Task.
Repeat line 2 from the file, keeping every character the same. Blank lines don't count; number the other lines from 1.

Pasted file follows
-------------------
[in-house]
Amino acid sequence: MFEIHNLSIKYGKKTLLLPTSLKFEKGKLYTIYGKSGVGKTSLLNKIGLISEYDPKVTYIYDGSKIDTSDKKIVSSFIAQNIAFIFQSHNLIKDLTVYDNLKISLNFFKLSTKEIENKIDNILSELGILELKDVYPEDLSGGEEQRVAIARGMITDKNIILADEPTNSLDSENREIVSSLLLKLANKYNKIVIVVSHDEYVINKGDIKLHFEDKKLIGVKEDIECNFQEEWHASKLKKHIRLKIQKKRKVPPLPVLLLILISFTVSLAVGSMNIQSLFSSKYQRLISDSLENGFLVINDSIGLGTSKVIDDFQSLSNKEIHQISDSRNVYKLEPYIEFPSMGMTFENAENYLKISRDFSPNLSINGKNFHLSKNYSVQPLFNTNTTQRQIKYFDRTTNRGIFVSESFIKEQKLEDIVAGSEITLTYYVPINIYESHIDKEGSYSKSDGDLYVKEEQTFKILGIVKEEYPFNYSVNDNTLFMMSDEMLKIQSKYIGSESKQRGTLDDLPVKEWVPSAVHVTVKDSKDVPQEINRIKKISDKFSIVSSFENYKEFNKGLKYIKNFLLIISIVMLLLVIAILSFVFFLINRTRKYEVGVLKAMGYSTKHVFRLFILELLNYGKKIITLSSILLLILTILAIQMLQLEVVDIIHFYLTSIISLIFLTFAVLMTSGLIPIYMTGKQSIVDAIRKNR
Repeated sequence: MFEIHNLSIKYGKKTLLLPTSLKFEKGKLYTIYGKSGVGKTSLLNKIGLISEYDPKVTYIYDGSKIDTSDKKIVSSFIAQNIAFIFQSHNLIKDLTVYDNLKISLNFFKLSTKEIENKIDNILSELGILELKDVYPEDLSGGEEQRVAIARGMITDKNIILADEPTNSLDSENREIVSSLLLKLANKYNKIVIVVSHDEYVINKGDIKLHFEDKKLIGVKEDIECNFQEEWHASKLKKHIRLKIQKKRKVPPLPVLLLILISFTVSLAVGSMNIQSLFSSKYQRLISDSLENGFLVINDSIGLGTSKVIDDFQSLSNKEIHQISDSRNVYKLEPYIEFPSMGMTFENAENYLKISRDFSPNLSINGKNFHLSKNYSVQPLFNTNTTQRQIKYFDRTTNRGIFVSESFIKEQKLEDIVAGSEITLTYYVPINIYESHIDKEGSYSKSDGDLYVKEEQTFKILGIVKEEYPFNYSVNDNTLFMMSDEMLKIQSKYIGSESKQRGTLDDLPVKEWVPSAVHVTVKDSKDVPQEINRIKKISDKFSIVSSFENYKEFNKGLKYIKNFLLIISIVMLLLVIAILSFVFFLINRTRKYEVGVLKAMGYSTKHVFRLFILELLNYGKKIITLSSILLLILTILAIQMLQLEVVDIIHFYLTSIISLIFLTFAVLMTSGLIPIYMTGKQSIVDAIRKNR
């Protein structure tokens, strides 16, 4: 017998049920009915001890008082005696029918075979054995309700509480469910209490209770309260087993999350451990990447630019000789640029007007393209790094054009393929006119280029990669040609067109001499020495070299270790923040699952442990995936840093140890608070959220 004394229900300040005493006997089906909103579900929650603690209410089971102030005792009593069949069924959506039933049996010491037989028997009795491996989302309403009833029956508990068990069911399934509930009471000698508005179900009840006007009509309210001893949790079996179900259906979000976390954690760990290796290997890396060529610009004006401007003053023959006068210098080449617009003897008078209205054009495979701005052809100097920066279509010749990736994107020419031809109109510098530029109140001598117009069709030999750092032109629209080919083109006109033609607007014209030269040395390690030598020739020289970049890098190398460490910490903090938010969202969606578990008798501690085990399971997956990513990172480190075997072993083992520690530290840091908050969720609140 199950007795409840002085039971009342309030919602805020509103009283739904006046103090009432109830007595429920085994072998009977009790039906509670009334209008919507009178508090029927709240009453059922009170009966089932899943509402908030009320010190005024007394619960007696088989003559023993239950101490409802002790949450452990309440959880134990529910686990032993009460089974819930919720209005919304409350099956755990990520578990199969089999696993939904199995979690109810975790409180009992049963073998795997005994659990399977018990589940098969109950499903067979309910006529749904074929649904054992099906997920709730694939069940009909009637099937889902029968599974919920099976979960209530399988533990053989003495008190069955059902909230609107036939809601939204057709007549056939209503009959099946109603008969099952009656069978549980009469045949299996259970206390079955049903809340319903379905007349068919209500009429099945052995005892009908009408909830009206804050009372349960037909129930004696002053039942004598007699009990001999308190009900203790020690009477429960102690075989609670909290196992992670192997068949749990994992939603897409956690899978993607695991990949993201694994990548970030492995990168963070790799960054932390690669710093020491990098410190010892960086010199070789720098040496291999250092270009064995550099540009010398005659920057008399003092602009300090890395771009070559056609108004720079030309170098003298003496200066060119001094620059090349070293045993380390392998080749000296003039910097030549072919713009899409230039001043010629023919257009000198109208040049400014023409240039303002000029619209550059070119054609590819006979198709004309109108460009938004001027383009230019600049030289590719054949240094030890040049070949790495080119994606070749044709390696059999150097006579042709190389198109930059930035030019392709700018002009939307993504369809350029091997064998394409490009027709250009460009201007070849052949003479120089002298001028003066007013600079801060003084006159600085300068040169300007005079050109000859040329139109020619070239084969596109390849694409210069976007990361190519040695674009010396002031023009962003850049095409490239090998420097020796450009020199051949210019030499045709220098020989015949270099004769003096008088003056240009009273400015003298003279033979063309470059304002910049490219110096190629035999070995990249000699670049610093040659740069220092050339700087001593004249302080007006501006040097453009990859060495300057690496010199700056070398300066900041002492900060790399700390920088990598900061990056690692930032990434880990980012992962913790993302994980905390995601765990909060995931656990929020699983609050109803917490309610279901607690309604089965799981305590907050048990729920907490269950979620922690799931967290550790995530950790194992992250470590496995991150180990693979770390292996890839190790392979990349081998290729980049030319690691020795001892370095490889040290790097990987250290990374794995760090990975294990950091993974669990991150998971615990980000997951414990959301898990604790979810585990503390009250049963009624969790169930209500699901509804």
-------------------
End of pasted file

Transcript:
Amino acid sequence: MFEIHNLSIKYGKKTLLLPTSLKFEKGKLYTIYGKSGVGKTSLLNKIGLISEYDPKVTYIYDGSKIDTSDKKIVSSFIAQNIAFIFQSHNLIKDLTVYDNLKISLNFFKLSTKEIENKIDNILSELGILELKDVYPEDLSGGEEQRVAIARGMITDKNIILADEPTNSLDSENREIVSSLLLKLANKYNKIVIVVSHDEYVINKGDIKLHFEDKKLIGVKEDIECNFQEEWHASKLKKHIRLKIQKKRKVPPLPVLLLILISFTVSLAVGSMNIQSLFSSKYQRLISDSLENGFLVINDSIGLGTSKVIDDFQSLSNKEIHQISDSRNVYKLEPYIEFPSMGMTFENAENYLKISRDFSPNLSINGKNFHLSKNYSVQPLFNTNTTQRQIKYFDRTTNRGIFVSESFIKEQKLEDIVAGSEITLTYYVPINIYESHIDKEGSYSKSDGDLYVKEEQTFKILGIVKEEYPFNYSVNDNTLFMMSDEMLKIQSKYIGSESKQRGTLDDLPVKEWVPSAVHVTVKDSKDVPQEINRIKKISDKFSIVSSFENYKEFNKGLKYIKNFLLIISIVMLLLVIAILSFVFFLINRTRKYEVGVLKAMGYSTKHVFRLFILELLNYGKKIITLSSILLLILTILAIQMLQLEVVDIIHFYLTSIISLIFLTFAVLMTSGLIPIYMTGKQSIVDAIRKNR